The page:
Just about everyone wants to overturn Citizens United. But it's not so simple
The Move to Amend proposal is the broadest and cleanest. It states: "The rights protected by the Constitution of the United States are the rights of natural persons only. Artificial entities, such as corporations, limited liability companies, and other entities, established by the laws of any State, the United States, or any foreign state shall have no rights under this Constitution and are subject to regulation by the People, through Federal, State, or local law."
It goes on to say: "Federal, State and local government shall regulate, limit, or prohibit contributions and expenditures, including a candidate's own contributions and expenditures, for the purpose of influencing in any way the election of any candidate for public office or any ballot measure."
It also includes this statement: "Nothing contained in this amendment shall be construed to abridge the freedom of the press."
Free Speech for the People is simpler. It only addresses the corporate speech issue: "People, person, or persons as used in this Constitution does not include corporations, limited liability companies or other corporate entities established by the laws of any state, the United States, or any foreign state, and such corporate entities are subject to such regulations as the people, through their elected state and federal representatives, deem reasonable and are otherwise consistent with the powers of Congress and the States under this Constitution."
Cobb notes that the Move to Amend measure doesn't say how political speech should be regulated; it just opens the door to that kind of lawmaking. "The question of how to protect the integrity of the electoral process is a political question, not a Constitutional question," he said. In the end, there's a huge issue here. The framers of the Constitution, their political consciousness forged in a battle against big and repressive government, feared as much as anything the notion of rulers controlling the rights of the people to speak, write, assemble, publish (oh, and carry firearms) freely. Corporate interests (with the possible exception of the British East India Company, which monopolized the tea trade) weren't a major concern.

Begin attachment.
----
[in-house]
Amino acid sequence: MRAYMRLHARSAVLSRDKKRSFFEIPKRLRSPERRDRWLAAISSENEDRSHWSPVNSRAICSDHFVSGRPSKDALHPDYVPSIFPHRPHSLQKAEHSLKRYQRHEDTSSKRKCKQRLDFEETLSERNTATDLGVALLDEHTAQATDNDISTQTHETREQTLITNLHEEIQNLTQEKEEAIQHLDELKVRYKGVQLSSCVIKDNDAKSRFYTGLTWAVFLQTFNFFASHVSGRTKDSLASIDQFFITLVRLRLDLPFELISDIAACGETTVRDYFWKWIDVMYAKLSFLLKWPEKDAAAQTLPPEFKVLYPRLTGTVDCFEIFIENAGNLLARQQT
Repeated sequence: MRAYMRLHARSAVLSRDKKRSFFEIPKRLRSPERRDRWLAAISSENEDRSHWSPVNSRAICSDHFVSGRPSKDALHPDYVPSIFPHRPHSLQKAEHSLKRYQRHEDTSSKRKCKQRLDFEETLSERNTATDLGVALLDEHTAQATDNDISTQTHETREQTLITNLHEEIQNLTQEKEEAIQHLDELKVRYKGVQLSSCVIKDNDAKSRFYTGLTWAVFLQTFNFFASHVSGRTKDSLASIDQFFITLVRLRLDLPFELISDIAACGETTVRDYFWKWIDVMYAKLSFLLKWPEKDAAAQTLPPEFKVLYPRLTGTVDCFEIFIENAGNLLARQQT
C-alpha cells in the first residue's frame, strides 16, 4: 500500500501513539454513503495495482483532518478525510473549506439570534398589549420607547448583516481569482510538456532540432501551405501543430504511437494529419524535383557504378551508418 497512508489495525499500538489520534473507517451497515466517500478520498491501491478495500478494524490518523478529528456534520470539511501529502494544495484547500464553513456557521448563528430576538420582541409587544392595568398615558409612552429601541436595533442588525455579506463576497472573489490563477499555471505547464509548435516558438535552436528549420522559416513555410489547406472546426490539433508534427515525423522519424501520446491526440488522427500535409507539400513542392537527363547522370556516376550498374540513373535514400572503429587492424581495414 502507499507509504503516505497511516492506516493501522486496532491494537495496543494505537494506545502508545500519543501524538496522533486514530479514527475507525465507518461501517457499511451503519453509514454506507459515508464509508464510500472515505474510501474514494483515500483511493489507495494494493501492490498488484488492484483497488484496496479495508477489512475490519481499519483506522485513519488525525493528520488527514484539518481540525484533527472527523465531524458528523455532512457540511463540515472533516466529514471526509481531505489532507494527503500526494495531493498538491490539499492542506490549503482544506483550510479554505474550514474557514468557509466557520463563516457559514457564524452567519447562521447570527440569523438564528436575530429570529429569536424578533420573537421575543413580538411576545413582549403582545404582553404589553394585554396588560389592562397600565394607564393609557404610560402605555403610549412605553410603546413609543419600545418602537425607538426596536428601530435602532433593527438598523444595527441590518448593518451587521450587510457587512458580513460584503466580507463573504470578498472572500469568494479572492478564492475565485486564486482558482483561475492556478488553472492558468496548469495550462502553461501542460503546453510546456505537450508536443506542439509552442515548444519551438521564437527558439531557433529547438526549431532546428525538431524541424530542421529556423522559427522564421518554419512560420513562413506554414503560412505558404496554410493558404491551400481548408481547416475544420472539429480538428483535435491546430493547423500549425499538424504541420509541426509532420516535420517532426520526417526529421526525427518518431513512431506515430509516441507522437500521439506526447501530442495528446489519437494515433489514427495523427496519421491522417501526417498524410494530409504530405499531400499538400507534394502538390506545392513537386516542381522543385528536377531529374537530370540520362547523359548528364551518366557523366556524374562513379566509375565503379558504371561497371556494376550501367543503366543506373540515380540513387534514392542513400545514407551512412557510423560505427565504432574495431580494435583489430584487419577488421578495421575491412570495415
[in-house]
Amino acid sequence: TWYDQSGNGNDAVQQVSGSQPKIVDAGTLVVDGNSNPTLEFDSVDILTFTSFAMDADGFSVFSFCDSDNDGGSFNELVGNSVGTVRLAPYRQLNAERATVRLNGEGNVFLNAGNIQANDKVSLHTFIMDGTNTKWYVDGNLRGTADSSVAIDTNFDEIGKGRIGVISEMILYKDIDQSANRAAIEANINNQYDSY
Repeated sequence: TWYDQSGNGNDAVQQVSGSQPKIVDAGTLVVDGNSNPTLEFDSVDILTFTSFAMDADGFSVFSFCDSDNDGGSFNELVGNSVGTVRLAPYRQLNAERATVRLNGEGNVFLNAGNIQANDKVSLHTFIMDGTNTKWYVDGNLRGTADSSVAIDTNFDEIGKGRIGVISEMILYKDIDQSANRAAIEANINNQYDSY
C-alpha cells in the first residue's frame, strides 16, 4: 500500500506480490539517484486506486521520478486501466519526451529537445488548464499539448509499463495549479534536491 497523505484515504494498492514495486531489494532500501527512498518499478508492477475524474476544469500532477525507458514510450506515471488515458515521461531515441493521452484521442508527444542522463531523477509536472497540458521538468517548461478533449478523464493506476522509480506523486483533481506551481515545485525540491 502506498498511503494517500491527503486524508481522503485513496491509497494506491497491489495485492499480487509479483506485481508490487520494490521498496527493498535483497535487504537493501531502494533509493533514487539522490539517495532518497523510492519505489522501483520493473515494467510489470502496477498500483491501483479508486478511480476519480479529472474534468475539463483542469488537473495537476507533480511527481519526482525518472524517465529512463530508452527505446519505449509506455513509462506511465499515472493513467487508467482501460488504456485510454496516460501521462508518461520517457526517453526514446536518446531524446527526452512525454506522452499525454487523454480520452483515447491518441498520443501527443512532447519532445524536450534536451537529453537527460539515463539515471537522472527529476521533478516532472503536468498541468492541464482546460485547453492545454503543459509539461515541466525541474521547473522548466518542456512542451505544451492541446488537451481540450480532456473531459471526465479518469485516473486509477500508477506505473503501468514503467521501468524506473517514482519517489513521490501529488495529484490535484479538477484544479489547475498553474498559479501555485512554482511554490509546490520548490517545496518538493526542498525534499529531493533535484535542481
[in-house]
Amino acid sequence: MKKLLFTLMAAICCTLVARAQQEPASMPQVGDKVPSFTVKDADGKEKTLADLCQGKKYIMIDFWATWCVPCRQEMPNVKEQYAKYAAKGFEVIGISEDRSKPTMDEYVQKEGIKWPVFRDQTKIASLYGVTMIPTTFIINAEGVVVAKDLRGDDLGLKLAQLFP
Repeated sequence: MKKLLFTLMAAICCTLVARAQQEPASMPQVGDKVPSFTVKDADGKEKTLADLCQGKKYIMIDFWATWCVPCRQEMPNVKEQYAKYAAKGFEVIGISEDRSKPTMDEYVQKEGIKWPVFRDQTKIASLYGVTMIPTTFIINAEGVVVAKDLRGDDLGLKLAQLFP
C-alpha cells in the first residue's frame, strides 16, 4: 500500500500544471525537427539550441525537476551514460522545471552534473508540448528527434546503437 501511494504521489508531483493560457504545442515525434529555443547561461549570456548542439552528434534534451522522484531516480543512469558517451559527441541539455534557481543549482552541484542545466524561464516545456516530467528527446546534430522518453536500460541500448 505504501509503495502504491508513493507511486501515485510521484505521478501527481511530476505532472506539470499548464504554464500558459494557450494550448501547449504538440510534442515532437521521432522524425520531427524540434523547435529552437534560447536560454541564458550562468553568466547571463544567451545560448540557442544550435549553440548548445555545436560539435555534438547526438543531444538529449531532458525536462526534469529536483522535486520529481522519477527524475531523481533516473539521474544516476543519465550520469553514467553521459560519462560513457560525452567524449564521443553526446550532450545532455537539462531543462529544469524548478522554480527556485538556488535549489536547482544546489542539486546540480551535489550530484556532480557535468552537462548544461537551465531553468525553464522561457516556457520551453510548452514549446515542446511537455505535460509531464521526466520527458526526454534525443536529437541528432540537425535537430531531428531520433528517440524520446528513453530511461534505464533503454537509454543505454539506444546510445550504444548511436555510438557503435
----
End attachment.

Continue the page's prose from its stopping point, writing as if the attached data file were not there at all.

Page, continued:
And First Amendment purists still recoil at the idea that government, at any level, could make decisions limiting or regulating political speech. I sympathize. It's scary. But in 2012, it's easy to argue that the power of big money and big business has far eclipsed the power of government, that for all practical purposes, the rich and their corporate creations are the government of the United States — and that the people, assembled and exercising the power envisioned under the Constitution, need to make rules to, yes, level the playing field. Not rashly, not in crazy ways, with full cognizance of the risks — but also with the recognition that the current situation is fundamentally unacceptable, and that the potential dangers of messing with the First Amendment have to be balanced with the very real dangers of doing nothing.
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